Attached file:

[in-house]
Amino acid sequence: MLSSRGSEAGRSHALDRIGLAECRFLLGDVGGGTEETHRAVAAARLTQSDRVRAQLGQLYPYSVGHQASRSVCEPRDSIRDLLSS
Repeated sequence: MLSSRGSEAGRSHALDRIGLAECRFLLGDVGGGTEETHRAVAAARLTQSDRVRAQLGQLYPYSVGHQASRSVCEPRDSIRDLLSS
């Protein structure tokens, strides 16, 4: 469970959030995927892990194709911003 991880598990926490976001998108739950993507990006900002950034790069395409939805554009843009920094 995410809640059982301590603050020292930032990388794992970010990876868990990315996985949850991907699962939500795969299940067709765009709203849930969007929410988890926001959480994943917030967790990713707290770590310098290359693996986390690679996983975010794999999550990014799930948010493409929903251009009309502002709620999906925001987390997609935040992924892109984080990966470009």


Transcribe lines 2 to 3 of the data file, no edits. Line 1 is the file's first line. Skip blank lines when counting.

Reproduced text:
Amino acid sequence: MLSSRGSEAGRSHALDRIGLAECRFLLGDVGGGTEETHRAVAAARLTQSDRVRAQLGQLYPYSVGHQASRSVCEPRDSIRDLLSS
Repeated sequence: MLSSRGSEAGRSHALDRIGLAECRFLLGDVGGGTEETHRAVAAARLTQSDRVRAQLGQLYPYSVGHQASRSVCEPRDSIRDLLSS